Undergraduate programs have participated in a little known program called the "Late-Decision Program", whereby they register with a database that matches them with candidates who have exhausted their candidacies and are still looking for schools. it works sort of like the LSDAS Candidate referral Program, but it includes any and all students with all different backgrounds and academic profiles. The participating schools range from "decent" (like Rutgers) to "very prestigious" (like the University of Chicago).
http://www.theatlantic.com/magazine/arc ... m/302816/#
An excerpt from the article:
The two sides of the [application] process don't always match up perfectly: qualified students find themselves without colleges; excellent schools find themselves with empty seats in the freshman class. The college-application season is usually thought to end in April, when colleges send out their decisions—or at the beginning of May, when students send in commitment deposits. But for some, this time is just the beginning of an under-publicized late-admission process.
The most important tool in this process is something that became available directly to students just a few years ago. Each year between May and August the [b]National Association for College Admission Counseling maintains a space-availability survey—a continually updated list of schools seeking students. As late as this July about 300 schools were still on the list of those looking for fall matriculants.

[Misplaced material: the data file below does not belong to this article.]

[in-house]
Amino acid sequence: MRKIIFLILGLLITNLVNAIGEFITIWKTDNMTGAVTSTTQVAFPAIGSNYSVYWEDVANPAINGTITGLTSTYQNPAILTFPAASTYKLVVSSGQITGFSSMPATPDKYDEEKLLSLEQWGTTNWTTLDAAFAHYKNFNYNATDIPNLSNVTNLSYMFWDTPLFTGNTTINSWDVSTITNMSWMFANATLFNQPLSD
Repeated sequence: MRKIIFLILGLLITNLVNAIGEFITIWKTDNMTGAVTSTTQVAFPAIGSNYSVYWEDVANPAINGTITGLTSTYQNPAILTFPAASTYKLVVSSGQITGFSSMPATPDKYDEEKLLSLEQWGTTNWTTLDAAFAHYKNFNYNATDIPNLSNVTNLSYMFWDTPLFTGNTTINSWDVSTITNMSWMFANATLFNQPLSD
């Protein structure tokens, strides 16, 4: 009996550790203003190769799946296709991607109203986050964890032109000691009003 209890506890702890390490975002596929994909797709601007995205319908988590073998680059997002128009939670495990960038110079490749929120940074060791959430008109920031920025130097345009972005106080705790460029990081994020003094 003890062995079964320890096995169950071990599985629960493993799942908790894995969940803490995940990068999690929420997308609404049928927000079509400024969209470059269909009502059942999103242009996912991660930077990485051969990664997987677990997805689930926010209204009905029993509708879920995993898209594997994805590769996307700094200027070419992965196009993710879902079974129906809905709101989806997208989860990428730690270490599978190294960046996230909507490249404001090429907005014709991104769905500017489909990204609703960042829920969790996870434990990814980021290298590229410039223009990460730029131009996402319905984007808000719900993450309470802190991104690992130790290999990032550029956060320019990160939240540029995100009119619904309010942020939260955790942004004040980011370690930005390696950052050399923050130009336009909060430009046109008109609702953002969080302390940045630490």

Although NACAC does not keep official statistics on how many people apply late each year, the organization estimates that the number is in the thousands. The survey, which is available free on the Internet, received more than 20,000 unique hits this past year. It is searchable by state, and schools on the list indicate whether they have financial aid or housing still available.[/b]
In August 2008, I received a letter asking me to submit an application to Wake Forest for the 2008-09 school-year (I would have literally had two weeks to get moved had I been interested), even though I had not expressed any interest in the school. In fact, I had decided to wait on law school altogether. Then there are the schools that pull students from CLEO and other pre-law programs at the last minute, some of which are schools like GULC, Cornell, etc. I personally know of two people who were admitted to GULC three days before orientation after having been denied during the cucle. They attended the CHH summer law preparatory program at GULC.
The law schools should implement a formal registry - one that operates like the NACAC - that matches law schools with applicants who are still looking for schools and prefer not to wait an additional year to reapply, allowing schools to shore up their classes with late additions, whether it be for diversity reasons, to boost the LSAT scores or GPA's of the incoming classes, to adjust for unexpectedly low offer acceptances, or just to provide opportunities to students they want to reconsider. It would, in effect, become an expanded waitlist that would include students who haven't applied to or even considered certain schools.
Do you think this would be a good idea? Waitlisted law school applicants might not think so, until they consider that they too in August could be tapped by a more prestigious law school than any they've applied or been admitted to...one that might offer more money.
What would it take to start such a program? I think it would be great for a lot of students and schools.
(Applications Advice, Letters of Recommendation . . . )
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